We have 39 light bulbs on the inside of our RV. They come in all shapes and sizes. We’re especially proud of this one, which looks like it belongs in a Star Trek ship or at an 80s dance party. (Seriously, who comes up with half the “decor” we find inside our RVs?)
Alas, our 2004 model lacked LED lights from the beginning. You probably know the benefits of LED. But just in case, here’s the quick rundown:
- They last forever (20ish years), resulting in cost savings over time
- They require remarkably less electricity, especially useful for RVers who like to dry camp
- They require remarkably less electricity (did I say that already?), which = savings if you stay at RV parks where electricity costs extra
- This one was a surprise to us: they emit cleaner, more vibrant light
No-brainer, right? But on the cons side, LED bulbs cost more up front. At one point, someone quoted us $2,000 to replace all our lights with LED. So that project got put on the back burner for a while.
Finally Switching to LED Lights
Fast forward to December 2015 in Austin, TX. We made some new friends, Greg and Cori of The Restless Youngs. In addition to both being fun, adventurous and generous people, Greg happens to own RV Solar Solutions. In fact, he and Cori were at McKinney Falls State Park, so he could do a big solar install for some other friends of ours.
Compared to the intricacies of solar installation, which we’re also considering, LED lights are small potatoes for Greg. After guiding us through the process of choosing the color we wanted, he was kind enough to order and install the bulbs for us. We decided to start with changing out all of the florescent bulbs on the ceiling. We have six of these fixtures, with two bulbs each.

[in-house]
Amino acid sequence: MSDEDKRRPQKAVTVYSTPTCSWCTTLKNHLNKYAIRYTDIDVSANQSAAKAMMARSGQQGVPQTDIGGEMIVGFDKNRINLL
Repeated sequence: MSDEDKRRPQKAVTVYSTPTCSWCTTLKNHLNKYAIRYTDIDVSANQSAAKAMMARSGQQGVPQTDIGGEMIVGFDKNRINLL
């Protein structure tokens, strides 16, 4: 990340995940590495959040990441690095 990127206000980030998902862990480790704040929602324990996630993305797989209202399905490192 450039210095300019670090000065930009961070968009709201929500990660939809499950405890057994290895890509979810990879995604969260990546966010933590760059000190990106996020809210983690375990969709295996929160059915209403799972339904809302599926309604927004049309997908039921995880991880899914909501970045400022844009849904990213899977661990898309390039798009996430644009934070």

The installation took about two hours, and involved cutting and splicing wires. I’m pretty sure most normal people could handle this themselves, but Eric and I are completely helpless. Greg, on the other hand, didn’t even ask us to unplug the electricity. Living on the edge!
We chose 4100 for our color. This falls in between 3000, which is like the light from a 100W halogen, and 4800, which corresponds with direct sunlight. I mentioned earlier that we were surprised by how vibrant the LED bulbs ended up being. It took some getting used to, and I always squint when looking directly at our illuminated lights! Nevertheless, the light is clean and more than adequate. You can read more about LED colors here.
Consider these stats from RVShare.com:
“The average 60 incandescent watt bulb will cost $4.80 cents to run over a period of a year. Most bulbs will average 1,000 hours of use. In comparison, a 12 W LED light (the kind used in RV’s) will cost a mere $1.00 to run. This LED bulb will work for up to 25,000 hours providing the same volume of light as its incandescent friend.”
Switching to LED lights really is a no-brainer.
And as for the cost? Our 12 florescent bulbs put us back only $210. So I’m not sure how anyone could’ve quoted us $2,000 for 39 bulbs. Suffice it to say, Greg’s price was more than fair and the quality of installation work was excellent. Definitely check out RV Solar Solutions if you’re thinking of solar or LED.
Do you have LED lights? What else do you do to conserve electricity in your RV? We’d love to hear about your experience in a comment.
Disclosure: RV Solar Solutions provided installation at no cost. We paid for the LED lights themselves.